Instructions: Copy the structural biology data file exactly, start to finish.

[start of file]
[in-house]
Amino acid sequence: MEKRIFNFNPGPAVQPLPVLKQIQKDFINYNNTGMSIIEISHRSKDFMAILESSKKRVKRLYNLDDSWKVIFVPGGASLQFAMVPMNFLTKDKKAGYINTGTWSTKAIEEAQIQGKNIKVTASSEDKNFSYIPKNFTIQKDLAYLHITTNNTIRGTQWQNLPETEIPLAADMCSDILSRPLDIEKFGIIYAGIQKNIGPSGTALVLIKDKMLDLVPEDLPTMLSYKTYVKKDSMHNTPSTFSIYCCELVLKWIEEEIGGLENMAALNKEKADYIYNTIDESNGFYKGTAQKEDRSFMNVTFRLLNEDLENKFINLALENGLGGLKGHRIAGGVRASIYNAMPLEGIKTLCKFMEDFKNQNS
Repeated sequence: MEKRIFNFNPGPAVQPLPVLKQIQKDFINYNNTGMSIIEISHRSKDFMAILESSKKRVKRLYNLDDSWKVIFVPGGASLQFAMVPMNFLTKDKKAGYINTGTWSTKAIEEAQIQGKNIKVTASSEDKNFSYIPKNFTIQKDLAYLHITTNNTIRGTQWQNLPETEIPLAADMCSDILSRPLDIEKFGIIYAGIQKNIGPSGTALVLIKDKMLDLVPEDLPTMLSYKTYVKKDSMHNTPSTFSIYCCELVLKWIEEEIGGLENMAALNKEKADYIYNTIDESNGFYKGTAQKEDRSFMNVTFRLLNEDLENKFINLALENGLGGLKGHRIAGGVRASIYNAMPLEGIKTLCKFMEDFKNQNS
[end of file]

[in-house]
Amino acid sequence: MEKRIFNFNPGPAVQPLPVLKQIQKDFINYNNTGMSIIEISHRSKDFMAILESSKKRVKRLYNLDDSWKVIFVPGGASLQFAMVPMNFLTKDKKAGYINTGTWSTKAIEEAQIQGKNIKVTASSEDKNFSYIPKNFTIQKDLAYLHITTNNTIRGTQWQNLPETEIPLAADMCSDILSRPLDIEKFGIIYAGIQKNIGPSGTALVLIKDKMLDLVPEDLPTMLSYKTYVKKDSMHNTPSTFSIYCCELVLKWIEEEIGGLENMAALNKEKADYIYNTIDESNGFYKGTAQKEDRSFMNVTFRLLNEDLENKFINLALENGLGGLKGHRIAGGVRASIYNAMPLEGIKTLCKFMEDFKNQNS
Repeated sequence: MEKRIFNFNPGPAVQPLPVLKQIQKDFINYNNTGMSIIEISHRSKDFMAILESSKKRVKRLYNLDDSWKVIFVPGGASLQFAMVPMNFLTKDKKAGYINTGTWSTKAIEEAQIQGKNIKVTASSEDKNFSYIPKNFTIQKDLAYLHITTNNTIRGTQWQNLPETEIPLAADMCSDILSRPLDIEKFGIIYAGIQKNIGPSGTALVLIKDKMLDLVPEDLPTMLSYKTYVKKDSMHNTPSTFSIYCCELVLKWIEEEIGGLENMAALNKEKADYIYNTIDESNGFYKGTAQKEDRSFMNVTFRLLNEDLENKFINLALENGLGGLKGHRIAGGVRASIYNAMPLEGIKTLCKFMEDFKNQNS